When the COVID-19 pandemic began, life as we once knew it changed suddenly, and everything started to feel like something out of a horror or sci-fi movie set in a post-apocalyptic future, films about contagions, outbreaks and infections all became go-to comfort viewing. We flocked to visions of situations similar to our own, even if only slightly, to help us cope with the existence-shattering shift we were all going through. Accordingly, Contagion proved eerily prescient, while I Am Legend and 28 Days Later mirrored the empty streets — and, yes, everyone was watching them.
Next came the spate of flicks that were shot during the pandemic and responded to it. Think: opportunistic fare such as Locked Down and Songbird, neither of which proved memorable. Movies and TV shows will be ruminating upon life in the time of COVID-19 for years and decades to come, obviously; however, the highlights so far have rare. Add Station Eleven to the certain-to-keep-growing pile, but thankfully as one of the very best examples. Indeed, it’s unfair to clump this haunting end-of-the-world miniseries in the same group as almost anything else that’s emerged since the pandemic began, other than Bo Burnham’s exceptional comedy special Inside.
As also proved the case with Y: The Last Man when it reached streaming queues in 2021, Station Eleven‘s narrative actually predates our current predicament. Its nine-episode run now sits on Stan in Australia and Neon in New Zealand, available to watch in full, after its story first garnered a devoted following on the page. And, it taps into something far deeper than obvious observations about being stuck at home with your significant other for longer than either of you had ever considered, and having to scramble to buy toilet paper when the supermarket shelves are bare.
The focus of this excellent show, and of Emily St. John Mandel’s 2014 book before it: how art and community all play immeasurable parts in helping humanity process and navigate existence-shattering traumas, and to find a path out the other side. That’s a sentiment that might sound mawkish and self-evident when described in a mere sentence, but nothing about Station Eleven ever earns such terms.
Here, it all starts with a flu that swiftly proves more than just the usual sniffles, coughs, aches and pains. This one spreads lightning fast, too, and strikes down its unlucky victims heartbreakingly quickly. For eight-year-old Shakespearean actor Kirsten (Matilda Lawler, Evil), the chaos descends during a tumultuous opening-night performance of King Lear led by Arthur Leander (Gael García Bernal, Old). In the aftermath, she’s stuck traipsing around snowy Chicago with Jeevan (Himesh Patel, Don’t Look Up), who she has just met — and then sheltering in his brother Frank’s (Nabhaan Rizwa, Mogul Mowgli) high-rise apartment.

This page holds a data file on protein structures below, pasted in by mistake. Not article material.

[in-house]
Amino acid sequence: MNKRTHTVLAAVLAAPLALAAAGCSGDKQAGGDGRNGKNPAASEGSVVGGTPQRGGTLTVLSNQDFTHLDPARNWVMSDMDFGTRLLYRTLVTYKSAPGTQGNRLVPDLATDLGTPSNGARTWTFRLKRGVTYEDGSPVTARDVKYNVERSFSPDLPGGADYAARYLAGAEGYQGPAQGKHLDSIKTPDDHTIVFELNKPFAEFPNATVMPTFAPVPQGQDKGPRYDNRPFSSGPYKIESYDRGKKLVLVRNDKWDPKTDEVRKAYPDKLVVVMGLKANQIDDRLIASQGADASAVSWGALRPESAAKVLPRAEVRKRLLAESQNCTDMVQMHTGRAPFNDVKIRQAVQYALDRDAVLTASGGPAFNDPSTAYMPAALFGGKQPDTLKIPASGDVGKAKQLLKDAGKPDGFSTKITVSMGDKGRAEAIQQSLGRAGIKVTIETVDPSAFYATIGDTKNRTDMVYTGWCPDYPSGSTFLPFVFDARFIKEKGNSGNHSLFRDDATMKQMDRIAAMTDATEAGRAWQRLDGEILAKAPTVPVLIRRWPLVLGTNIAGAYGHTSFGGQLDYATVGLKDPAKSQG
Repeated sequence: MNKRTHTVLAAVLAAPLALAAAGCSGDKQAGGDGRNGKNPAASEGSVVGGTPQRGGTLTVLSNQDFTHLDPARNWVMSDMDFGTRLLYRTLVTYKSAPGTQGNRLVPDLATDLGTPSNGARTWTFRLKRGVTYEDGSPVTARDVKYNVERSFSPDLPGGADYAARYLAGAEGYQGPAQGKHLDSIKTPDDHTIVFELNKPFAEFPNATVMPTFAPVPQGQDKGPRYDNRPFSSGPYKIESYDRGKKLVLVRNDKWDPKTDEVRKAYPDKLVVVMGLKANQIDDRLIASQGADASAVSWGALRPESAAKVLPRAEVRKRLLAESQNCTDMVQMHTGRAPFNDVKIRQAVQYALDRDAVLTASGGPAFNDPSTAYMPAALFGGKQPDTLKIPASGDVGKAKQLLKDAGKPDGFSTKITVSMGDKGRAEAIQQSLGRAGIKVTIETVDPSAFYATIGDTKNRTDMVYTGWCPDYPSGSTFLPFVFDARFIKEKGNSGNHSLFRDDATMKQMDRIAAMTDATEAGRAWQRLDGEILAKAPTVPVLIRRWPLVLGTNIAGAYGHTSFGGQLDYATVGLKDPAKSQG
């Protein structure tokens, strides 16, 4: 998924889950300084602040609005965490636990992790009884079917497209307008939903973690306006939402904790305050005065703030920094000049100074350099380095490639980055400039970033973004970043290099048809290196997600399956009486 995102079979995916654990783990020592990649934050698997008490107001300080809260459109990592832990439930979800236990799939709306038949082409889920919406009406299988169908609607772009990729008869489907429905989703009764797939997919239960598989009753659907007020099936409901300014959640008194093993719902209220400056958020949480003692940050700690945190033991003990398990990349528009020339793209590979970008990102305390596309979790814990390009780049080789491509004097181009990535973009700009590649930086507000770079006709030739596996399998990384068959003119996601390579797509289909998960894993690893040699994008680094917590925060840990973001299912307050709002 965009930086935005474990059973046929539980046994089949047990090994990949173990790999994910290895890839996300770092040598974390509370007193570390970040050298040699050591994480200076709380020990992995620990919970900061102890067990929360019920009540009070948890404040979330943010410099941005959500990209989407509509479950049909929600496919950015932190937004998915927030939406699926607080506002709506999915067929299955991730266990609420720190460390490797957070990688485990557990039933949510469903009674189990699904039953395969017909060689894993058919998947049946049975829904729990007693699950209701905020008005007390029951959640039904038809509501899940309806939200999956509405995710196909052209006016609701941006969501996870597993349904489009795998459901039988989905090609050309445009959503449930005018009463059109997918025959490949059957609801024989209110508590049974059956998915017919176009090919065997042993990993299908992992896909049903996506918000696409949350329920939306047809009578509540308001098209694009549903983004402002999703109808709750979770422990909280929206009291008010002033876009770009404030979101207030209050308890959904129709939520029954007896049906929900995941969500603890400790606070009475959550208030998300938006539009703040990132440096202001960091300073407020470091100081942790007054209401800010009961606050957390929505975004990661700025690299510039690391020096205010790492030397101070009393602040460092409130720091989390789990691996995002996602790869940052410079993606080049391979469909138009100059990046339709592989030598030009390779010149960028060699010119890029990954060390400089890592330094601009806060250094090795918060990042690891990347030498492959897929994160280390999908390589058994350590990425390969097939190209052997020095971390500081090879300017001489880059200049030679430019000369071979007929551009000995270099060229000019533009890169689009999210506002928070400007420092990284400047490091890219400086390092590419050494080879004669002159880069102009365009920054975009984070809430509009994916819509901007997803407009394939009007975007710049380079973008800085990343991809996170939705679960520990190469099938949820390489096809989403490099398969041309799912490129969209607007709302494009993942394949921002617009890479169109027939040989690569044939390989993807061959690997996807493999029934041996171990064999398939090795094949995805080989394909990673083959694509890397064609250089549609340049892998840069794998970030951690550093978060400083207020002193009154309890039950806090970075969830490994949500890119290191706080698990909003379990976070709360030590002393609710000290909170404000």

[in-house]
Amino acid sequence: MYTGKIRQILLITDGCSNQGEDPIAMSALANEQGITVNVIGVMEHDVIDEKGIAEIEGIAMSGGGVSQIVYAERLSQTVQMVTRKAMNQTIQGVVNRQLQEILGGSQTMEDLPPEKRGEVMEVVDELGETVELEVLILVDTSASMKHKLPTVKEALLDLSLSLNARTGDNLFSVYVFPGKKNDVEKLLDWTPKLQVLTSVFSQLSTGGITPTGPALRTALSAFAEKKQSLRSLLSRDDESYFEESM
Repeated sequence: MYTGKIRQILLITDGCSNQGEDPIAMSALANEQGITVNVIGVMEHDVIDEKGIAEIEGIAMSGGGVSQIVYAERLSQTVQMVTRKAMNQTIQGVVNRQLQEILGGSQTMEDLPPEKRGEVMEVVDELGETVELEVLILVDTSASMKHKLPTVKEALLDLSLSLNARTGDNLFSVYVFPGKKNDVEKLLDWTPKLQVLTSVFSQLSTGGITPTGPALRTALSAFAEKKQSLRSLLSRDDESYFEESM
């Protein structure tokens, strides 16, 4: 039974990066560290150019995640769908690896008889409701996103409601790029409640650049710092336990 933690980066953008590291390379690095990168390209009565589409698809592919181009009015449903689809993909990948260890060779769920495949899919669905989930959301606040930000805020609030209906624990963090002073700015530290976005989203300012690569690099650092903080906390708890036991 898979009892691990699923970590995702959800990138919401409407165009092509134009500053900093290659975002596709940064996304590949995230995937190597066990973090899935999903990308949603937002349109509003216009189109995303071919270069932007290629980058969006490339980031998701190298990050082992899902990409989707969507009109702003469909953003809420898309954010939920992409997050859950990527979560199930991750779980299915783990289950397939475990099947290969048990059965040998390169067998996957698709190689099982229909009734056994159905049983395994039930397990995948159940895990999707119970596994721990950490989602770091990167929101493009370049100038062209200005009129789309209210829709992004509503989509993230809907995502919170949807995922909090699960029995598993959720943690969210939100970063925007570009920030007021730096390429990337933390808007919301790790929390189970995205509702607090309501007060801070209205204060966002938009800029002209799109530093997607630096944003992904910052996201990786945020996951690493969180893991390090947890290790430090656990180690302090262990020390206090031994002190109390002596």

That’s really just the beginning of this multi-layered narrative, which also jumps forward 20 years to survey Kirsten’s (Mackenzie Davis, Happiest Season) adult life. There, she’s a key part of a travelling theatre troupe who performs Shakespeare to the outposts of survivors it passes on its annual route — and she’s spent almost her entire existence adjusting, like the rest of the planet, to this new normality. Still, while two decades might’ve passed and little may now resemble all that passed for routine before the flu, the earth remains an anxious and fraught place. So when a mysterious man, known as The Prophet (Daniel Zovatto, Penny Dreadful: City of Angels) to his army of child followers, shows up at one of the Travelling Symphony’s stops, Kirsten is immediately and understandably suspicious.
Station Eleven‘s narrative isn’t just about one woman, the men who help her as a child and the other that threatens her status quo as an adult. As well as continually fluttering backwards and forwards between Kirsten’s younger and older exploits, it dives into the experiences of others connected to her story in various ways. Before the flu, Miranda Carroll (Danielle Deadwyler, The Harder They Fall) devoted her spare time to writing and illustrating a graphic novel about feeling lost and adrift in space, for instance — and that text, which shares the show’s name, is part of the series’ broader contemplation of art, tragedy, trauma and dealing with our feelings in general.
Premiering late in 2021, just as Omicron started sweeping the world, Station Eleven might’ve seemed blighted by unfortunate timing. Nonetheless, it’s the ideal show for right now. Shot with a soft grey-blue sheen like it’s unearthing watery memories, it cuts close to home but always plays like a beacon of hope — and an ode to endeavouring to make it through, come together and make a difference however one can.
It’s impeccably acted, with the broader cast also spanning Orange Is the New Black‘s Lori Petty, Veronica Mars’ Enrico Colantoni, Arrested Development‘s David Cross, Veep’s Timothy Simons, Succession’s Caitlin FitzGerald and Little Joe’s David Wilmot. It’s meticulous and expressive with every shot, and perfects the feeling of simultaneously trying to get by and daring to dream about something other than weathering a pandemic. Rich and layered and cathartic, this is a dystopian disaster tale not just about merely surviving, but about truly enduring. In a sea of pandemic tales — those made before COVID-19 and since — Station Eleven is a lyrical, heartfelt and character-driven apocalyptic musing with an immediate difference.
Check out the trailer below:
Station Eleven is available to stream via Stan in Australia and Neon in New Zealand.
Top images: Ian Watson/HBO Max.
Published on January 28, 2022 by Sarah Ward